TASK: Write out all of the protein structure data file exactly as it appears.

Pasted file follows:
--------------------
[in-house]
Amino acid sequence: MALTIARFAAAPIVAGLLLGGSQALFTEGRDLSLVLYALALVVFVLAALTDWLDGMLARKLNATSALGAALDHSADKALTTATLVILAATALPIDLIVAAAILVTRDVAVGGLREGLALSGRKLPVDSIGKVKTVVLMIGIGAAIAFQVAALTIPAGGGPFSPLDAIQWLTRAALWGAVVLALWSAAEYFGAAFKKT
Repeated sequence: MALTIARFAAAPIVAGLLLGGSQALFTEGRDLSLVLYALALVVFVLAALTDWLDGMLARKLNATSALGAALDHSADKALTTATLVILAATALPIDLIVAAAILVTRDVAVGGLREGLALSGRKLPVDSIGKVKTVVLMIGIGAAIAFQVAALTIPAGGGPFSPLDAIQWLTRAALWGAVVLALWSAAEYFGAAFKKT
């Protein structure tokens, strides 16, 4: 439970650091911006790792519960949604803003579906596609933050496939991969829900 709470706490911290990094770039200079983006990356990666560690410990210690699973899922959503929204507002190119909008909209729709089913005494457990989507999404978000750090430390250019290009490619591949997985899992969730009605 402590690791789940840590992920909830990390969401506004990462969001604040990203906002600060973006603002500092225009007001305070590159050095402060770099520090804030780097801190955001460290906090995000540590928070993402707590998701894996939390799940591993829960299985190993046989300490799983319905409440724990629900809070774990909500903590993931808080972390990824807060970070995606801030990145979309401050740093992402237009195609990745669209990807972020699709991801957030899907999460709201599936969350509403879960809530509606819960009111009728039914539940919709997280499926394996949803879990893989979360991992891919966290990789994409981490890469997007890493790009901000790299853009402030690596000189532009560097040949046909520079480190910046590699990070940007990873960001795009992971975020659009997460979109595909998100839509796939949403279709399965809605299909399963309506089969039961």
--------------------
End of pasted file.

[in-house]
Amino acid sequence: MALTIARFAAAPIVAGLLLGGSQALFTEGRDLSLVLYALALVVFVLAALTDWLDGMLARKLNATSALGAALDHSADKALTTATLVILAATALPIDLIVAAAILVTRDVAVGGLREGLALSGRKLPVDSIGKVKTVVLMIGIGAAIAFQVAALTIPAGGGPFSPLDAIQWLTRAALWGAVVLALWSAAEYFGAAFKKT
Repeated sequence: MALTIARFAAAPIVAGLLLGGSQALFTEGRDLSLVLYALALVVFVLAALTDWLDGMLARKLNATSALGAALDHSADKALTTATLVILAATALPIDLIVAAAILVTRDVAVGGLREGLALSGRKLPVDSIGKVKTVVLMIGIGAAIAFQVAALTIPAGGGPFSPLDAIQWLTRAALWGAVVLALWSAAEYFGAAFKKT
């Protein structure tokens, strides 16, 4: 439970650091911006790792519960949604803003579906596609933050496939991969829900 709470706490911290990094770039200079983006990356990666560690410990210690699973899922959503929204507002190119909008909209729709089913005494457990989507999404978000750090430390250019290009490619591949997985899992969730009605 402590690791789940840590992920909830990390969401506004990462969001604040990203906002600060973006603002500092225009007001305070590159050095402060770099520090804030780097801190955001460290906090995000540590928070993402707590998701894996939390799940591993829960299985190993046989300490799983319905409440724990629900809070774990909500903590993931808080972390990824807060970070995606801030990145979309401050740093992402237009195609990745669209990807972020699709991801957030899907999460709201599936969350509403879960809530509606819960009111009728039914539940919709997280499926394996949803879990893989979360991992891919966290990789994409981490890469997007890493790009901000790299853009402030690596000189532009560097040949046909520079480190910046590699990070940007990873960001795009992971975020659009997460979109595909998100839509796939949403279709399965809605299909399963309506089969039961």